Despite these guidelines, compliance is variable, which does appear to affect outcome. A multicenter retrospective study of 11 US level1 trauma centers demonstrated that 76% of institutions followed ICP-directed therapy guidelines.10 When the authors went on to control for additional variables, it was found that overall compliance with evidence-based TBI management (endotracheal intubation, resuscitation, etc, in additional to ICP monitoring) was associated with superior outcomes (OR 0.88; 95% CI 0.81 to 0.96, P<0.005).
These findings were further reinforced by a subsequently propensity-score matched study from the USA which compared the outcomes of ICP-monitored patients to those without.11 First, they demonstrated that only 46% of eligible patients actually received an ICP monitor, which has led some to suggest this is reflective of neurosurgical pessimism towards ICP monitoring. However, this is speculative and it is conceivable they were not used due to reservations regarding poor prognosis, as the unadjusted mortality was higher in the unmonitored group. The more significant finding was that the use of ICP monitoring in matched TBI cohorts demonstrated an 8.3% reduction in risk-adjusted mortality.
Nonetheless, concern over whether ICP-driven intervention induces morbidity exists. A group from the Netherlands compared the outcomes of two level 1 trauma centers which had different practice patterns in TBI management; broadly one used ICP to guide therapy, whereas the other used CT scanning.12 The centers were well balanced in terms of patient characteristics, with the ICP-guided group receiving more interventions than the other, without a demonstrable improvement in survival.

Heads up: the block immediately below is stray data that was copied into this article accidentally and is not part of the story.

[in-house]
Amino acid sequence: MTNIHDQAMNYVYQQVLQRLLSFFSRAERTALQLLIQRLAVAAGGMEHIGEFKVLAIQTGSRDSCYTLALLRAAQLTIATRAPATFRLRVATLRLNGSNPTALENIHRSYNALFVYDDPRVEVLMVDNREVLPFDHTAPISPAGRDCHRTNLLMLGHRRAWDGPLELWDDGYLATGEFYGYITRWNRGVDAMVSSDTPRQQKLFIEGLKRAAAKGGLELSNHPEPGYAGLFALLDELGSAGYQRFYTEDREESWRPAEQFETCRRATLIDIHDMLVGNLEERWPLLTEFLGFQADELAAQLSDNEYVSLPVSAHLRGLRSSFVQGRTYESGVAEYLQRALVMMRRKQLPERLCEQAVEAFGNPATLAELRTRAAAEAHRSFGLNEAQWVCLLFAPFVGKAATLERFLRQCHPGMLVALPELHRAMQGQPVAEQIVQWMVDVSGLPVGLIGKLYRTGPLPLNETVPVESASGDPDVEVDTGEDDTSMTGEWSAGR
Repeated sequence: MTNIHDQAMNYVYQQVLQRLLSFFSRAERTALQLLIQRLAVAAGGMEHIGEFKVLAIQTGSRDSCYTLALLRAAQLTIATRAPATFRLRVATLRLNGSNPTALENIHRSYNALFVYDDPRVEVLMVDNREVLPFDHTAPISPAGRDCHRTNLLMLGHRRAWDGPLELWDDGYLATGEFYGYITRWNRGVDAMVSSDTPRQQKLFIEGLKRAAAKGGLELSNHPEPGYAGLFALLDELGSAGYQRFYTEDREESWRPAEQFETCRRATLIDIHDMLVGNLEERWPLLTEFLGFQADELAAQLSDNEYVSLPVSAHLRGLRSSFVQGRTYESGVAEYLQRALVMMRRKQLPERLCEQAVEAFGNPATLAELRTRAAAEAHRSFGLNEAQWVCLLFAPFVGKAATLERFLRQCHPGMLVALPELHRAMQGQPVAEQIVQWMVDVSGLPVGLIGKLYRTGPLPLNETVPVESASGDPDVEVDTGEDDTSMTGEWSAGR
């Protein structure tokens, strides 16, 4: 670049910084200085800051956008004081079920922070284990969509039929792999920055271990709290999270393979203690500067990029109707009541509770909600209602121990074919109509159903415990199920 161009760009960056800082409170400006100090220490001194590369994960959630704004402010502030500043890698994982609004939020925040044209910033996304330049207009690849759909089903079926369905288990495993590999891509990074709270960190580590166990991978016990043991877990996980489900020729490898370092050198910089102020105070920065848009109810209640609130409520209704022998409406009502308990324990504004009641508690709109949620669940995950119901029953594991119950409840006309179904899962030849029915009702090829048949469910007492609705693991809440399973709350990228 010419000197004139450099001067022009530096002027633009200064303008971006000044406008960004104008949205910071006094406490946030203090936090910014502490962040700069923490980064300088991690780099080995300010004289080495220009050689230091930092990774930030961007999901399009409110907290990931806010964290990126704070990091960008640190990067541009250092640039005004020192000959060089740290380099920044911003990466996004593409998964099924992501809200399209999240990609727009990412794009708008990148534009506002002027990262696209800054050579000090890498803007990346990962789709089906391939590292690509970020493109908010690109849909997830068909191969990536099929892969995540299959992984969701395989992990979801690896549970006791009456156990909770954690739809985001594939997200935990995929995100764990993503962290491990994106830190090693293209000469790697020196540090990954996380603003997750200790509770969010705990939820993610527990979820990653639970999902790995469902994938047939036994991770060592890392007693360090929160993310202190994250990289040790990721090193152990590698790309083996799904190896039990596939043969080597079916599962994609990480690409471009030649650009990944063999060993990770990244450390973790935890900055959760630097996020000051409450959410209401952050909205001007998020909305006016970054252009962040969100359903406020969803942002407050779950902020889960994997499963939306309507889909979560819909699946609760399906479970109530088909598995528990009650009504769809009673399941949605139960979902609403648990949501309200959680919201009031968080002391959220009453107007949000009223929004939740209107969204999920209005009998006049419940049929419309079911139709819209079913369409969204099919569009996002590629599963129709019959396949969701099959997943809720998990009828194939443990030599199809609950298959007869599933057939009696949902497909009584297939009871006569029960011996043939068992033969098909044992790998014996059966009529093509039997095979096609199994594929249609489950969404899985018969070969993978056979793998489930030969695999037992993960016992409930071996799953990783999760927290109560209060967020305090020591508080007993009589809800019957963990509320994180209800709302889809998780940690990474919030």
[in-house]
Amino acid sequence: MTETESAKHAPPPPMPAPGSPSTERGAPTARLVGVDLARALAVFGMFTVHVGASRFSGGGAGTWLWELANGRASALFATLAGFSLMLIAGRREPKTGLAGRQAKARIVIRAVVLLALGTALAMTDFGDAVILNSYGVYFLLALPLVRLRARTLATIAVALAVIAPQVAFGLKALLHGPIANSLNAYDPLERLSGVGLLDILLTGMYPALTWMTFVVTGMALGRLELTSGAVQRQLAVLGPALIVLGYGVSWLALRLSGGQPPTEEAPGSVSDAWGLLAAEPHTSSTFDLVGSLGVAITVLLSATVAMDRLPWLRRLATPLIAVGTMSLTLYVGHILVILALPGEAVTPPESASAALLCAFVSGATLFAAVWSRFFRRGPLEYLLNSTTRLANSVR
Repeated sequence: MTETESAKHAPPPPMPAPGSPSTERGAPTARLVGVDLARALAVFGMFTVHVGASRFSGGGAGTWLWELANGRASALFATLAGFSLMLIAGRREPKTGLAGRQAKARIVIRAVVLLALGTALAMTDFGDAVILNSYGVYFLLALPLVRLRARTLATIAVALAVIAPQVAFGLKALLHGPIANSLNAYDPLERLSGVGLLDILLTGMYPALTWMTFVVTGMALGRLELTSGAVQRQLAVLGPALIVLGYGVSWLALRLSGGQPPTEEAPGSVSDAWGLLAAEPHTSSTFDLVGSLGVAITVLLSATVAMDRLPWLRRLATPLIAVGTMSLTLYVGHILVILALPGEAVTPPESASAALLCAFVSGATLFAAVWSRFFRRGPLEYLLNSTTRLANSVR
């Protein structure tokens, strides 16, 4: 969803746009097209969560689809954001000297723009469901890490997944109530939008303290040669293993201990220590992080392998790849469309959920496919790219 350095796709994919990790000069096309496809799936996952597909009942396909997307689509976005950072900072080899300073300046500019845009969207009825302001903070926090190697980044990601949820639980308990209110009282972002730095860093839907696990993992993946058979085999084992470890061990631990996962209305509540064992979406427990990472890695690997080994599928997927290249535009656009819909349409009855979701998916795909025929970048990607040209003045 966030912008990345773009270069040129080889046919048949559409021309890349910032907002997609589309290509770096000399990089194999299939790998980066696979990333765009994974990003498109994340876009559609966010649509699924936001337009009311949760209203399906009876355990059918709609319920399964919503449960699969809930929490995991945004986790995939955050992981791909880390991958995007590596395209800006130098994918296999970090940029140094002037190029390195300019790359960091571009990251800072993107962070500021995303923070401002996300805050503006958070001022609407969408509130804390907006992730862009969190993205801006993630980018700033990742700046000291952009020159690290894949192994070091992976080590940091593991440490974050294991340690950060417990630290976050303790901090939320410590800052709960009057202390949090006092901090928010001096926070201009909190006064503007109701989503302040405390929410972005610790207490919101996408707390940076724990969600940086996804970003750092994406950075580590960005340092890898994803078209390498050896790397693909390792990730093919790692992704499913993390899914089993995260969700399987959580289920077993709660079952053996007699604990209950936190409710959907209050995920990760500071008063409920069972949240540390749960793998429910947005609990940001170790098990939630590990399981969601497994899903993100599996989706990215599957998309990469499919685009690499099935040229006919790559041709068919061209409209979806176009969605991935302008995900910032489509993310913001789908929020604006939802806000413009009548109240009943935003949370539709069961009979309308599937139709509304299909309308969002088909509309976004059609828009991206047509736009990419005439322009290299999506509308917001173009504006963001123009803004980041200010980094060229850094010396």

A larger analysis of the US National Trauma Databank (NTDB) compared patients with TBI who underwent ICP monitoring (n=708) with those who did not (n=938) and analyzed survival, after adjustment for confounders.13 ICP monitoring was associated with a 45% reduction in survival, which persisted when stratified for head abbreviated injury scale (AIS) scores. Several hypotheses have been postulated to explain these findings, from renal failure and pneumonia associated with aggressive fluid resuscitation through to the use of vasopressors stressing myocardium in pursuit of optimum hemodynamic performance. It should also be noted that the categorization of head AIS in the NTDB may not be sufficiently sensitive for a robust analysis.
Either way, such findings introduce equipoise into the debate, which has prompted the generation of prospective data in an effort to clarify the issue. The only randomized trial on this subject to date is the Benchmark Evidence from South American Trials:Treatment of Intracranial Pressure (BEST:TRIP) trial, published in 2012.14 This study was set in Bolivia and Ecuador and randomized 324 patients to receive guideline-based management for TBI either guided by ICP monitoring or imaging/clinical examination.